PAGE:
Getting a filling is a common dental procedure that is used to treat cavities and protect teeth damaged by tooth decay.
There are several types of filling material currently available to repair cavities, including tooth-colored composite fillings and silver-colored amalgam fillings, which contain liquid (elemental) mercury.
A VERIFY viewer recently asked our team in a text message if the mercury found in dental amalgam fillings is bad for your health.
Are dental fillings that contain mercury harmful?
- U.S. Food and Drug Administration (FDA)
- Environmental Protection Agency (EPA)
- American Dental Association (ADA)
- Cleveland Clinic
- Kelly Johnson-Arbor, MD, co-medical director of the National Capital Poison Center and the medical director of hyperbaric medicine at MedStar Georgetown University Hospital
- Michael Kostrov, DMD, general dentist at Comprehensive Dental Care in Washington, D.C.
Dental amalgam fillings that contain mercury are generally considered safe for most adults and children over the age of 6.
But certain individuals, including people who are pregnant or planning to become pregnant, nursing mothers, children under the age of 6, people with a known allergy to mercury, and people with a neurological impairment or kidney dysfunction, should avoid getting dental amalgam fillings if possible and appropriate, according to the FDA.
WHAT WE FOUND
Dental amalgam fillings, which contain elemental mercury, are generally safe for most people — but the process of getting them installed, removed or replaced could lead to potential mercury exposure, which could be harmful for certain groups.
Dental amalgam is a mixture of metals, consisting of elemental mercury and a powdered alloy composed of silver, tin and copper. Approximately 50% of dental amalgam is elemental mercury by weight, according to the U.S. Food and Drug Administration (FDA). Elemental mercury is different from the form of mercury found in fish, known as methylmercury.
Dental amalgam is generally offered as a lower-priced alternative to composites. The Cleveland Clinic said in 2020 that there are millions of amalgam dental fillings in use and they continue to be placed in dental schools, clinics and hospitals all over the world.
When a new dental amalgam filling is placed or an old filling is removed, they can release small amounts of mercury in the form of a vapor (gas), depending on the number and age of existing fillings, and whether the person did things such as tooth grinding and gum chewing, according to the FDA. During this time, patients and healthcare providers may experience a temporary increase in exposure to mercury vapor.
While there are no known health risks associated with swallowing small particles of dental amalgam, breathing in mercury vapors may be harmful in certain patients, according to the FDA. Exposure to high levels of mercury vapor, which may occur in some occupational settings, including dental offices, has been associated with adverse effects on the brain and the kidney.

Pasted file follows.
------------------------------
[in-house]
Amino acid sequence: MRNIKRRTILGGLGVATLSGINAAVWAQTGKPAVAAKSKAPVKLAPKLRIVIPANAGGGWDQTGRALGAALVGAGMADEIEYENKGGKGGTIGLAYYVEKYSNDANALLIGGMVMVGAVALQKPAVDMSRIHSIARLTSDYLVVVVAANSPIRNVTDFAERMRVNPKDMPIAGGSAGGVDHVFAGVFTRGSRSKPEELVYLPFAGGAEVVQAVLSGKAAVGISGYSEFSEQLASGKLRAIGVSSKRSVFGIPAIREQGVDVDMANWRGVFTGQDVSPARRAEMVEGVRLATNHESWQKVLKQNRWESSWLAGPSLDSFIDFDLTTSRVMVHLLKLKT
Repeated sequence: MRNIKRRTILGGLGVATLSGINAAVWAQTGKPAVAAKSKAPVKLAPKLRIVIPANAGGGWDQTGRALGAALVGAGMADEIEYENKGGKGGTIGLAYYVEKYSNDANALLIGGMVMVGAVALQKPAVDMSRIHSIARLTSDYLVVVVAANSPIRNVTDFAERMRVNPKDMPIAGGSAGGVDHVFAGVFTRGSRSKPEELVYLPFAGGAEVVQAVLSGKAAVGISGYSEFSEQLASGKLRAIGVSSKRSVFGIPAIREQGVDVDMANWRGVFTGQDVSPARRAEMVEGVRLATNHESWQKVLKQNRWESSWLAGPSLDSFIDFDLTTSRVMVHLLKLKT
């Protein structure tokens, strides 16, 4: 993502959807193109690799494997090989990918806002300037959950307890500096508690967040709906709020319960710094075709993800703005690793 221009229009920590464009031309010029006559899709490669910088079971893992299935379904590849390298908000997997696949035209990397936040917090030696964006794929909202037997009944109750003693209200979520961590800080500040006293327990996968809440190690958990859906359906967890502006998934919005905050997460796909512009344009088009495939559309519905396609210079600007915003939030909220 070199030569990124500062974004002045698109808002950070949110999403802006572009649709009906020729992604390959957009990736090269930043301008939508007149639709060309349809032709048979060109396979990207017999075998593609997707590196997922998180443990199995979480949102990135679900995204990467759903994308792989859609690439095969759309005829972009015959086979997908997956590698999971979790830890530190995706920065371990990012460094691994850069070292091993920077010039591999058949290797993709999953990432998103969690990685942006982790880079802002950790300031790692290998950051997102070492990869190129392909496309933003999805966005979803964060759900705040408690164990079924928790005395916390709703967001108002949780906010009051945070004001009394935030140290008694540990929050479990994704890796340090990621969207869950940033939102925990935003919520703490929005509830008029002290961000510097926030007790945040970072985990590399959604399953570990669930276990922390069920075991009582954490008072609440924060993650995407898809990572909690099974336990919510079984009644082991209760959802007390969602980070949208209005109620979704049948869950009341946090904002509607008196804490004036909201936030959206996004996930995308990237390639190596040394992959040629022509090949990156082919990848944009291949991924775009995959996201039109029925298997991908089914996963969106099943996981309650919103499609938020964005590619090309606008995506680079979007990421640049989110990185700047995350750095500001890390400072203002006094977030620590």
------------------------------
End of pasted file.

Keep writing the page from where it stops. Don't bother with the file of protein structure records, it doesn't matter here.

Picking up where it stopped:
“Elemental mercury can be toxic if you inhale it. It has a very, very low vapor pressure, which means that it vaporizes in the air very easily at room temperature. So if you heat up an amount of mercury to place a filling, for example, or to remove a filling, you actually cause it to vaporize even more. And because it's toxic through inhalation, if you breathe in those fumes, that's what can be dangerous,” Kelly Johnson-Arbor, MD, co-medical director of the National Capital Poison Center, told VERIFY.
But the FDA and the Environmental Protection Agency (EPA) both say the mercury in dental amalgam fillings is generally considered safe for most adults and children over the age of 6. The American Dental Association (ADA) also says that dental amalgam has served as a “safe, durable and affordable material in restorative dentistry” for more than 150 years.
The FDA recommends that certain high-risk individuals, such as people who are pregnant or planning to become pregnant, nursing mothers, children under the age of 6, people with a known allergy to mercury, and people with a neurological impairment or kidney dysfunction, should avoid getting dental amalgam fillings “if possible and appropriate.”
“Little information is known about the potential health effects of mercury vapor exposure from dental amalgam on these groups of people,” the FDA says on its website. “Certain people may be more susceptible to the effects of exposure to mercury from dental amalgam and may be at greater risk for adverse health effects.”
But if you have dental amalgam fillings and are concerned about the amount of mercury found in them, Michael Kostrov, DMD, a general dentist at Comprehensive Dental Care in Washington, D.C., Johnson-Arbor, and the FDA do not recommend having the fillings removed or replaced.
“Removing intact amalgam fillings results in unnecessary loss of healthy tooth structure and exposes you to a temporary increase in mercury vapor released during the removal process,” the FDA says. “Intact amalgam fillings in any individual, including the sensitive groups, such as pregnant/nursing mothers and children, should not be removed for the purpose of preventing any disease or health condition, unless considered medically necessary by a health care professional.”